Earthwatch debate: Does nature come with a price tag?
Should we put a monetary value on nature to save it? That is the core question at the Earthwatch Spring debate.
Wytham Woods in Oxfordshire is valued for its beauty and role in biodiversity but should that come at a financial cost? (Credit: Steven O’Gorman)
Watch the highlights of the debate below, or click here to watch in full.
‘Natural Capital’ is a term used to describe our planet’s stocks of natural assets which include geology, soil, air, water and all living things. These are the things that make human life possible yet many are at risk from our activities.
Some people believe that in this consumer-driven modern society, we will only be able to successfully protect nature if we put a price tag on the services it provides. Others say that it is impossible to value nature in monetary terms.
George Monbiot described Natural Capital as ‘gobbledygook’ and labelled it a ‘neoliberal road to ruin’.
Earthwatch is bringing together an exciting panel of speakers to debate the issue at our event at the Royal Geographical Society on Thursday, May 5, 2016. The event will begin at 7pm.
Tom presents the investigations on Countryfile – Britain’s most popular factual TV programme. He is also the principal voice of ‘Costing the Earth’ on Radio 4, the nation’s only dedicated environment series. He is also a regular Panorama reporter covering food, farming energy and wildlife. He was the presenter of the long running BBC 1 Daytime series Animal 24:7.
Tony is a writer, sustainability adviser and leading British environmentalist. In February 2015 he published What Nature Does for Britain and in 2013 wrote What Has Nature Ever Done for Us.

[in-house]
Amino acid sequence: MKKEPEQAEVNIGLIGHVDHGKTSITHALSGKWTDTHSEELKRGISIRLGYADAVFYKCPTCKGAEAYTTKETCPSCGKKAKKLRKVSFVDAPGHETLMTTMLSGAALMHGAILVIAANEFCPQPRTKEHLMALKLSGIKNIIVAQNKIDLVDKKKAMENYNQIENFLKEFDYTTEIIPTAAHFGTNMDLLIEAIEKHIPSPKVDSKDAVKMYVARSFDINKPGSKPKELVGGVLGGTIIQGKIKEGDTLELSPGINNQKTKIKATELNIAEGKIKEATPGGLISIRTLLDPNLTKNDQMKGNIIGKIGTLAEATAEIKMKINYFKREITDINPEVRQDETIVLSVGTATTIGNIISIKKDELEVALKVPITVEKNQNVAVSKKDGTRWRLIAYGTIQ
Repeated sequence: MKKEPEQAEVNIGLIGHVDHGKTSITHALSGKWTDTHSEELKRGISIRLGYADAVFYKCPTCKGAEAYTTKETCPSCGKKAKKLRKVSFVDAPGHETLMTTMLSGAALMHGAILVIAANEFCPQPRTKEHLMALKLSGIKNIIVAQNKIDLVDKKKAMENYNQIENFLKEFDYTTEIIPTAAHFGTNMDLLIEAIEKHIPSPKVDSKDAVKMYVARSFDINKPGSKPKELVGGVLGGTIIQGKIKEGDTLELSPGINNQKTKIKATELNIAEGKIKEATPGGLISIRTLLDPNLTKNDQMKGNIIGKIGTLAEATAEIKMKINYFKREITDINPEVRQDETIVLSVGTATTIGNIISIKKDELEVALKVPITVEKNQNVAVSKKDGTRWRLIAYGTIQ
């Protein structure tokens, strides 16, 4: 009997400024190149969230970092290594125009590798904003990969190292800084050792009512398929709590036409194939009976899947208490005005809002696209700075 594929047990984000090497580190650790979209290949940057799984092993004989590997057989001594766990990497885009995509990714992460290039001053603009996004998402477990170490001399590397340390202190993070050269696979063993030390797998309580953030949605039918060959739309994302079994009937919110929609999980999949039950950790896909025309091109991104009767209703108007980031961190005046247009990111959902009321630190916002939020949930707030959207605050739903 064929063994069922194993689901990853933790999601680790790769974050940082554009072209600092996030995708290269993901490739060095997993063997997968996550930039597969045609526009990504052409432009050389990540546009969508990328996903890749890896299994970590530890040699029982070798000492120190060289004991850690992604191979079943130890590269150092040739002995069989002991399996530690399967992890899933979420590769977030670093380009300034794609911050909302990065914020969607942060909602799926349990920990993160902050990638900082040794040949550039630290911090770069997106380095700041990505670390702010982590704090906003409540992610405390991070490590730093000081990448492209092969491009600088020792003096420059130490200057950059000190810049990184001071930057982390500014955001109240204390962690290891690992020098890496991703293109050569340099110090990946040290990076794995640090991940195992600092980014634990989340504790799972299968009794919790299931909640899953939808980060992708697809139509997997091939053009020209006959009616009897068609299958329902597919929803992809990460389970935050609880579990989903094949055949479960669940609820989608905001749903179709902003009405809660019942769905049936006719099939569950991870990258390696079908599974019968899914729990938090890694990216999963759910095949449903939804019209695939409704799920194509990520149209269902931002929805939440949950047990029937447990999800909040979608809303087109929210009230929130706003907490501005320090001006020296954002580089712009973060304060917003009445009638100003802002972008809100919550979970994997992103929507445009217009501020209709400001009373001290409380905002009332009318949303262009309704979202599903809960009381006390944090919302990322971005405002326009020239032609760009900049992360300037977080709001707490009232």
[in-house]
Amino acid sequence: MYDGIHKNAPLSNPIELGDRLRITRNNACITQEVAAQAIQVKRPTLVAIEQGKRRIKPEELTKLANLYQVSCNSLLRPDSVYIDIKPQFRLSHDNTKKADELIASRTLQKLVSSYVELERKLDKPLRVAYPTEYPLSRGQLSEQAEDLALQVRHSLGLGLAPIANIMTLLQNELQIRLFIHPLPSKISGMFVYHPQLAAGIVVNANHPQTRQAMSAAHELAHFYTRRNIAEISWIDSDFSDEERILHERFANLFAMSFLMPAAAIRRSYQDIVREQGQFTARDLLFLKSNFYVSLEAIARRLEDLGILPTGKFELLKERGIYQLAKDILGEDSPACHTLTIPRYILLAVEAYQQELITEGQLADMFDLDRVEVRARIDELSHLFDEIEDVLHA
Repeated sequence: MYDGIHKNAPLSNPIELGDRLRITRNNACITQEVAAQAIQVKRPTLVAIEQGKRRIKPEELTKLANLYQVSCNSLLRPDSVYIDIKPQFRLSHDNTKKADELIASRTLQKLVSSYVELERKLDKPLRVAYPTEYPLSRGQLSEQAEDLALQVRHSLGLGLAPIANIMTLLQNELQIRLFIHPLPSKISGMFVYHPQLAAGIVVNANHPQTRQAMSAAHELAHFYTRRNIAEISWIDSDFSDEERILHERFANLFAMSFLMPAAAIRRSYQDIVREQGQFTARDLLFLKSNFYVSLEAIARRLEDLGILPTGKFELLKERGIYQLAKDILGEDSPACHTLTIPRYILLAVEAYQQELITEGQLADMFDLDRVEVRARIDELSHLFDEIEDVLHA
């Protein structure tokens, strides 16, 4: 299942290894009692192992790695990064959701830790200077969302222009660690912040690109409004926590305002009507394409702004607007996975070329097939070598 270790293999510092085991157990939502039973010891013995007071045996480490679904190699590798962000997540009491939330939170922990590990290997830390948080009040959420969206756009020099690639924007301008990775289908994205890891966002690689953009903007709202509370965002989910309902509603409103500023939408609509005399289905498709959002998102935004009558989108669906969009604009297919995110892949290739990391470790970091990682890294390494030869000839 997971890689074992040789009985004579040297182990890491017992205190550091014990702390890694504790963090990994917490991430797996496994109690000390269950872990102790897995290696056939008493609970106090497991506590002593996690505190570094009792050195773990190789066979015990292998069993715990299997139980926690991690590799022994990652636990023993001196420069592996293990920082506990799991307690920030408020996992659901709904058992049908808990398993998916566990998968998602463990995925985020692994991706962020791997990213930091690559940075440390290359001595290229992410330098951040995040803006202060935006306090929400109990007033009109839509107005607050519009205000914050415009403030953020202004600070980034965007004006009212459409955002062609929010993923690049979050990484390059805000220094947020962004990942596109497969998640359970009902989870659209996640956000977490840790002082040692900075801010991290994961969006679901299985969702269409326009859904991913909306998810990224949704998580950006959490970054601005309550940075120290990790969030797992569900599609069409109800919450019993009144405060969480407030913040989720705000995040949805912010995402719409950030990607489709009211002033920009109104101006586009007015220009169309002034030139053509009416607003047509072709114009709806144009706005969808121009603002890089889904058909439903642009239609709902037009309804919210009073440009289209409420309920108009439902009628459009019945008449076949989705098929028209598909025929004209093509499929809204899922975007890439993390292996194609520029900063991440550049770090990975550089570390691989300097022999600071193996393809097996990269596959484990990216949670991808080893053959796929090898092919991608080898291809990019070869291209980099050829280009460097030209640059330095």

Prof. Mark Huxham
Mark is Director of Academic Strategy at Edinburgh Napier University, the founding director of the charity ACES (The Association for Coastal Ecosystem Services) and leader of an Earthwatch research and conservation project in Kenya to restore mangroves.
Prof. Georgina Mace
Georgina Mace is Professor of Biodiversity and Ecosystems and Director of the UCL Centre for Biodiversity and Environment Research (CBER). She led the development of scientific work behind the criteria used in IUCN’s Red List of threatened species (2000) and has been integral to several other key part of biodiversity policy. Currently she is a member of the UK Government’s Natural Capital Committee.
Miles is chief executive of charity People Need Nature, which promotes the value and need for nature in people’s lives. He has worked in nature conservation for 30 years, variously leading the conservation work at Plantlife, The Grasslands Trust and Buglife, working as a consultant, for English Nature/Natural England and the Dorset Area of Outstanding Natural Beauty. He has variously campaigned to save nature, helped developed policies which support nature, worked on rare species conservation projects, managed nature reserves and helped landowners manage their land for nature.
Prof. Sian Sullivan
Sian Sullivan is Professor of Environment and Culture at Bath Spa University. She is an anthropologist and political ecologist interested in cultural relationships with nature. Her research explores cultural landscapes, the financialisation of nature, and the politics of biodiversity conservation, with a long-standing geographical focus on north-west Namibia, southern Africa. Sian is currently leading a cross-disciplinary research project into cultural landscapes, conservation and sustainabilities in west Namibia, funded by the UK Arts and Humanities Research Council (www.futurepasts.net). She has published widely for academic and policy/practitioner audiences on issues in conservation and the cultural politics of nature (see http://siansullivan.net).
Dr Mike Hannis
Mike Hannis is a Research Fellow in Environmental Ethics at Bath Spa University. His work centres on the relationship between human flourishing and ecological sustainability, ranging from theoretical papers to explorations of land use planning, nuclear waste disposal, permaculture and biodiversity offsetting. Mike’s 2015 book Freedom and Environment argues that since different aspects of the natural world contribute in different ways to flourishing human lives, natural capital approaches which rely on aggregation and monetisation fail to capture how people really value ‘nature’.